He was sitting near his father’s bed. Around midnight his father woke up and was surprised to see his son still sitting beside him. Then he started mumbling, may be still a little drowsy, “We had a pair of buffaloes. You don’t remember, I guess. How healthy and how beautiful they were ! For two straight years flood destroyed our crops. We were forced to sell the pair. It broke my heart. A Bihari milkman took them. He used to make them pull carts. I told him , “Don’t be too harsh on them. Don’t let these poor creatures suffer.”

“What did he say?” Digonto asked—a little absent-minded.

“What else would he say? He laughed and said something in his Bihari language which I couldn’t understand. Since then I stopped going towards his place.” His father let out a long sigh and then fell silent. After a little while he said, “Now there is no need for bullock or buffalo-drawn carts. Oh, you don’t need to go on sitting here. Go and get some sleep. Now I feel much better.”

Digonto woke up late that morning. It was drizzling outside. He didn’t feel like getting up that early but he had no other option as his mother went on calling him His elder brother Hemanta had already left for their paddy fields. Then after coming back, he would have an early lunch before leaving for the school where he worked as a teacher.

In the morning, some villagers saw two or three wild buffaloes grazing in the field. Now they disappeared. They might have entered someone’s backyard, looking for higher grounds.

Digonto had the food prepared by his mother and went out. He walked fast to reach the group of people who seemed to be heading towards the bil.

He heard the shrill voice of fisherman Bubai, “You know, a raft carrying logs of wood got stuck in the thick masses of water hyacinth last evening.”


“Near where the little river merges with the bil. And that large raft just disappeared amidst the dense masses of hyacinths as if in an instant! The thieves swam across the water and escaped. Logs worth a fortune must have got wasted.”

“They wo’nt be wasted.” Topon said, “The whole lot’ll stay there, and once the water goes down, it will come out. But who will be the owner then? Are the forest officers aware of this?”

“What can they do even if they knew? Logs of so many expensive trees such as teak, tita chapa, and maybe khoyer were there.” Bubai said.

“What? Are you drooling over it now?”

Seeing Bubai glare at him, Topon said, “ I was just joking.”

“Listen, yesterday in the evening I saw ten to twelve wild buffaloes. They got stuck in the masses of hyacinth. And after moving a little ahead, they just disappeared. I’m not sure whether they managed to climb up the bank and reach some villagers’ backyards or paddy fields. ”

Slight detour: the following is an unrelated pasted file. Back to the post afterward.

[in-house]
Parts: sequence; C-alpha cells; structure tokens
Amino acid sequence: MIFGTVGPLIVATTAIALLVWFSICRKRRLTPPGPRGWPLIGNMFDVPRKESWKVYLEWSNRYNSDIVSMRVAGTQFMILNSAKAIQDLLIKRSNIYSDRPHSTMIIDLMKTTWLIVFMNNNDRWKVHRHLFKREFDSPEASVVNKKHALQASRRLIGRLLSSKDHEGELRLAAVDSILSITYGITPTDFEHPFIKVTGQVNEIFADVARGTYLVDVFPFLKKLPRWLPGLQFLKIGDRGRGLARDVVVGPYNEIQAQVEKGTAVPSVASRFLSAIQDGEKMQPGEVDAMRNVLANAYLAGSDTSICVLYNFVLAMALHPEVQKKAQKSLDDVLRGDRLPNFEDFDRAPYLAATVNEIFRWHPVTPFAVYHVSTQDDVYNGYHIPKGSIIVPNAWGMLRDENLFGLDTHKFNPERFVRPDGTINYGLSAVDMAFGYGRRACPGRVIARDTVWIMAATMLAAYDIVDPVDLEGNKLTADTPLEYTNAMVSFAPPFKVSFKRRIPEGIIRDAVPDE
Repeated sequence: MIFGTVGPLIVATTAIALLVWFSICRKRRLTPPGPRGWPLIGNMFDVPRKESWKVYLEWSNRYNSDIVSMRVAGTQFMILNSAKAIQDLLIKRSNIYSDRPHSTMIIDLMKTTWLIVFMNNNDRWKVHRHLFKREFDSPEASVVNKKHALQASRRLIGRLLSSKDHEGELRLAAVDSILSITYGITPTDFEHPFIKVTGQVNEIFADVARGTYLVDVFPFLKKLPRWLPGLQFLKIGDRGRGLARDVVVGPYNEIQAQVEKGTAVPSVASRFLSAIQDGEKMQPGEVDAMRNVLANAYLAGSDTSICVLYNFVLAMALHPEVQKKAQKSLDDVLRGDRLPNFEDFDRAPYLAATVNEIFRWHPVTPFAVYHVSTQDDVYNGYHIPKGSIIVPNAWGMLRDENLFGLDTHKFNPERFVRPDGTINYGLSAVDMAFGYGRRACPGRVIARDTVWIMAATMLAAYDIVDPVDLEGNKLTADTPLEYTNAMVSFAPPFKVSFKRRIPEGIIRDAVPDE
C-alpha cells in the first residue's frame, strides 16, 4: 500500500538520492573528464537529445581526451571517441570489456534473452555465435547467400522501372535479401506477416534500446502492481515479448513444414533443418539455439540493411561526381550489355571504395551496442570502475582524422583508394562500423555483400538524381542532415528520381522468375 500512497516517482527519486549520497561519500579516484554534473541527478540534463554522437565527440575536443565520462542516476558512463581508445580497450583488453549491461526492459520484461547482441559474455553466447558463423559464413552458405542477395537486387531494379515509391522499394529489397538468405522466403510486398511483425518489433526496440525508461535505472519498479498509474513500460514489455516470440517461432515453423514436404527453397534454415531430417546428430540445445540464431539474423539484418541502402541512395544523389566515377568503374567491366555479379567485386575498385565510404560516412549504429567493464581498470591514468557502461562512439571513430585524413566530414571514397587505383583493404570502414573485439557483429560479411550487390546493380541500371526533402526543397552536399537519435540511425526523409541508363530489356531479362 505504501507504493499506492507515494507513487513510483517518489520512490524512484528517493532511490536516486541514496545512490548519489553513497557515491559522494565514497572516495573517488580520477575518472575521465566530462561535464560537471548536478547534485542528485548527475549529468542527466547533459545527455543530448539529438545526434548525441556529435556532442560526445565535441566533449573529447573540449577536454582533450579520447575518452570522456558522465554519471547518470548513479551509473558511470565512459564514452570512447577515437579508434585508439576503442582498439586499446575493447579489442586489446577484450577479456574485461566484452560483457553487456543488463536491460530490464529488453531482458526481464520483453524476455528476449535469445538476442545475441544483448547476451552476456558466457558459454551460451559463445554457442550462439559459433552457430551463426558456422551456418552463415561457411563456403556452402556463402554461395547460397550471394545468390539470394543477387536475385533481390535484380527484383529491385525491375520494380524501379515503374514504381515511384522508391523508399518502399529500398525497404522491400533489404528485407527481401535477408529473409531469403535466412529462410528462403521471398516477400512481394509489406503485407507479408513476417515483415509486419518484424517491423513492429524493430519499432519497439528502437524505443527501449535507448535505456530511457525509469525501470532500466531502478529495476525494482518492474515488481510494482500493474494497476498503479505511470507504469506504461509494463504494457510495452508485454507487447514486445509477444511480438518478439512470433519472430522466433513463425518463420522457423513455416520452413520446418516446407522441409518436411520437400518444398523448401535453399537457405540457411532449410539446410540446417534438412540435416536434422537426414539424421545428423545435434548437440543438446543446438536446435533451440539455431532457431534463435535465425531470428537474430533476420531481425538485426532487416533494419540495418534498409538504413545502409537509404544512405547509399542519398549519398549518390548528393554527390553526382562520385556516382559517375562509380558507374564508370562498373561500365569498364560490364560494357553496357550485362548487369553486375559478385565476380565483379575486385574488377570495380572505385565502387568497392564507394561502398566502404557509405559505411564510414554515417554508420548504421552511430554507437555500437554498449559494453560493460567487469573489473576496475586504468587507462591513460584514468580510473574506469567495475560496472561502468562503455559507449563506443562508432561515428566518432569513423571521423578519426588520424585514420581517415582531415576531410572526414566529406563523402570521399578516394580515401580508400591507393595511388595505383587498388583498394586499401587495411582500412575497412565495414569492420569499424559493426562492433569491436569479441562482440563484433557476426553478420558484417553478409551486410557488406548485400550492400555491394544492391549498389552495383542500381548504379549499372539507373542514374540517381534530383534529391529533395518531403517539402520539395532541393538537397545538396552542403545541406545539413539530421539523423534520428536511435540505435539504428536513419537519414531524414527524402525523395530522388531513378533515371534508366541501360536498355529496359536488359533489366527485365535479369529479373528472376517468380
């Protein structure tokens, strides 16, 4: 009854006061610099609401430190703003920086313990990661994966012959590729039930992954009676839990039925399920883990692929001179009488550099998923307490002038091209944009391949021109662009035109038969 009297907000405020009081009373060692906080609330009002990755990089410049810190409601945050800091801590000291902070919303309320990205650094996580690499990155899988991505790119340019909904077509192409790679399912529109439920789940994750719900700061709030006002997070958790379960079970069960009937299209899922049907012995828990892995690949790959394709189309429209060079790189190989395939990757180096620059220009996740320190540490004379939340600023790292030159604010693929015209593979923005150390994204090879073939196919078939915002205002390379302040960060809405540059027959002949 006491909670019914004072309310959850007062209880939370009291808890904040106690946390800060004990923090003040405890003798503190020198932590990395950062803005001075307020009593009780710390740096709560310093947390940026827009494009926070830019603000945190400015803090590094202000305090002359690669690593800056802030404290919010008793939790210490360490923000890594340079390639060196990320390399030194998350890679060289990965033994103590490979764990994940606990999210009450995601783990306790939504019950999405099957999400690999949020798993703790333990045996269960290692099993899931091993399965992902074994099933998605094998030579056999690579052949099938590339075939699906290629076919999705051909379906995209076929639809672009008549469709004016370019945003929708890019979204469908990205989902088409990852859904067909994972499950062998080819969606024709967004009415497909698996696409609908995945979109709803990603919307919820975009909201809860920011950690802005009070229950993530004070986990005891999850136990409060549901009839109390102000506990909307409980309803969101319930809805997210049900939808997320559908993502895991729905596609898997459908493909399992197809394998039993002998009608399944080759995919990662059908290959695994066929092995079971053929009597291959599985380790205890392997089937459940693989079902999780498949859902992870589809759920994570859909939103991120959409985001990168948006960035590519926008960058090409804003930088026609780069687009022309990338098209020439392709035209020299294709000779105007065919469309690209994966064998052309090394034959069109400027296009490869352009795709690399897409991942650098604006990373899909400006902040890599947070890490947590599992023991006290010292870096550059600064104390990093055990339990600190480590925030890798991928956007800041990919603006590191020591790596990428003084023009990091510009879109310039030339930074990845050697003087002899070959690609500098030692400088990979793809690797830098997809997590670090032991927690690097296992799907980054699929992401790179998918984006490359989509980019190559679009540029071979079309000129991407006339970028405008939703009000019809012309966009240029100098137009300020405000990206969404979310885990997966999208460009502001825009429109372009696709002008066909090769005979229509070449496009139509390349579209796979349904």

Someone butted in, “Maybe they couldn’t get out of the thickening masses of hyacinth. I saw two or three buffaloes from a distance while coming this way. After a while I just didn’t see any of them. Perhaps they got buried under the hyacinth!”

Digonto could hear Topon’s voice, “Yes, what if, pressed by water hyacinths from all sides, they just failed to breathe! O, poor creatures, what sufferings they had to go through!”

“Don’t say that, let’s go and see what we can do.” Digonto started to walk towards the bil.

The densely packed clumps of dark green water hyacinths continued to float quietly down the water. The area surrounding the bil was calm and quiet. Only a gust of wind kept blowing from the river some distance away, carrying an odd smell from the hyacinths. Everyone was silent and still. Suddenly it started to rain heavily. Faced with the possibility of some disaster, the men stood there, speechless.

It rained intermittently during the day. By the evening It started raining heavily. Water rushed into most of the houses . And all the hyacinths that were in the ponds and tanks rushed out to enter people’s homesteads.

In the wee hours of the night, whether in his sleep or in the wakeful state, Digonto heard a strange sound. Drowning myriads of sounds of the night, the sound of water reverberated, close to his ears , surrounding him and pushing him down. He desperately tried to push himself up and come to the surface, his breathing about to stop. He felt suffocated as masses of water hyacinth started to surround and choke him. To get some air, he started pushing them forcefully with his head and hands. Finally, he succeeded in making his way through them. He woke up, and lay still for quite some time.

And then came, like waves, from underneath the water hyacinths, the indistinct, insistent and primitive screams of a herd of buffaloes. He didn’t know whether what he’d heard were the cries of agony or helpless rage.

The original Assamese short story ‘Meteka’ was published in the special AUTUMN(Durga Puja) issue of the Assamese daily Asomia Pratidin, , October , 2018.

About the author: Madan Sarma is a leading short story writer and critic of Assamese. He has so far published six short story collections, three novels, a collection of poems and six books of criticism including three on world literature. He retired as Professor of English at Tezpur University, Assam.

About the translator: Subhajit Bhadra is a writer, poet, critic and translator. He is an Assistant Professor of English at Bongaigaon College, Assam. He has authored seven books and edited five books. He has also published four books of translation. He has published research articles in various national and international journals.